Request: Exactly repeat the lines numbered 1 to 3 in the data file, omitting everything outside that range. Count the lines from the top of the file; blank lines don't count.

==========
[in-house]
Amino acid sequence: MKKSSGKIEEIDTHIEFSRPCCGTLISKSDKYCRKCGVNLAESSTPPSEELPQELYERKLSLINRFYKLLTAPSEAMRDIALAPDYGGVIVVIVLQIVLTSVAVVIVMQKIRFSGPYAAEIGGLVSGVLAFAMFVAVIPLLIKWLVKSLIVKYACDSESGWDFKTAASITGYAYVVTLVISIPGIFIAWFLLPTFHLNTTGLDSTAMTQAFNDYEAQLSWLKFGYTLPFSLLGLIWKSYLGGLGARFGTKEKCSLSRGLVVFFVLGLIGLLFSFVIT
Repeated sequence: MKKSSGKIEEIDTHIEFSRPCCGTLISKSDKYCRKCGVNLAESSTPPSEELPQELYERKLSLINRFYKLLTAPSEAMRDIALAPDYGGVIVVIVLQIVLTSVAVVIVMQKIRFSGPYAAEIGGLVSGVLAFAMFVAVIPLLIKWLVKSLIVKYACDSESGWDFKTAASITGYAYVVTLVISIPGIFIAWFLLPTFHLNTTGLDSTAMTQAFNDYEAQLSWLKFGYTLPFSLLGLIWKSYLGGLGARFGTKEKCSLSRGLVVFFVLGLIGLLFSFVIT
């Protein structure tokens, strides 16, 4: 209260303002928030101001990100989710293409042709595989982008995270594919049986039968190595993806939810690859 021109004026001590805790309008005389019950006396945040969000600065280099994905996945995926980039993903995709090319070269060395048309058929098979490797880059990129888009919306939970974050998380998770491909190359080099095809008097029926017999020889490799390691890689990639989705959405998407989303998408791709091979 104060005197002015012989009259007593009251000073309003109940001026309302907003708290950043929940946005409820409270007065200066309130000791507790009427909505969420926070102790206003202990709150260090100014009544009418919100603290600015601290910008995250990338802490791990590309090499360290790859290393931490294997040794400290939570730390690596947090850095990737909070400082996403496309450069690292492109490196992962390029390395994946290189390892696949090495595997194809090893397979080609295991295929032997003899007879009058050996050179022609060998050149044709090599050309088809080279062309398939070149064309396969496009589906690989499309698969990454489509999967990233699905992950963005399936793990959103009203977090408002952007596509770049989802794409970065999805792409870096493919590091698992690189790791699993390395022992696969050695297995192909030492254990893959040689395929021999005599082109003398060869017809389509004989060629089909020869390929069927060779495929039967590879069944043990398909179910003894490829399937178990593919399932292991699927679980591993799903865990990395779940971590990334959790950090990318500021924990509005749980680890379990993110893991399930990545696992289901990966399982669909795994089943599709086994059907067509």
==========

[in-house]
Amino acid sequence: MKKSSGKIEEIDTHIEFSRPCCGTLISKSDKYCRKCGVNLAESSTPPSEELPQELYERKLSLINRFYKLLTAPSEAMRDIALAPDYGGVIVVIVLQIVLTSVAVVIVMQKIRFSGPYAAEIGGLVSGVLAFAMFVAVIPLLIKWLVKSLIVKYACDSESGWDFKTAASITGYAYVVTLVISIPGIFIAWFLLPTFHLNTTGLDSTAMTQAFNDYEAQLSWLKFGYTLPFSLLGLIWKSYLGGLGARFGTKEKCSLSRGLVVFFVLGLIGLLFSFVIT
Repeated sequence: MKKSSGKIEEIDTHIEFSRPCCGTLISKSDKYCRKCGVNLAESSTPPSEELPQELYERKLSLINRFYKLLTAPSEAMRDIALAPDYGGVIVVIVLQIVLTSVAVVIVMQKIRFSGPYAAEIGGLVSGVLAFAMFVAVIPLLIKWLVKSLIVKYACDSESGWDFKTAASITGYAYVVTLVISIPGIFIAWFLLPTFHLNTTGLDSTAMTQAFNDYEAQLSWLKFGYTLPFSLLGLIWKSYLGGLGARFGTKEKCSLSRGLVVFFVLGLIGLLFSFVIT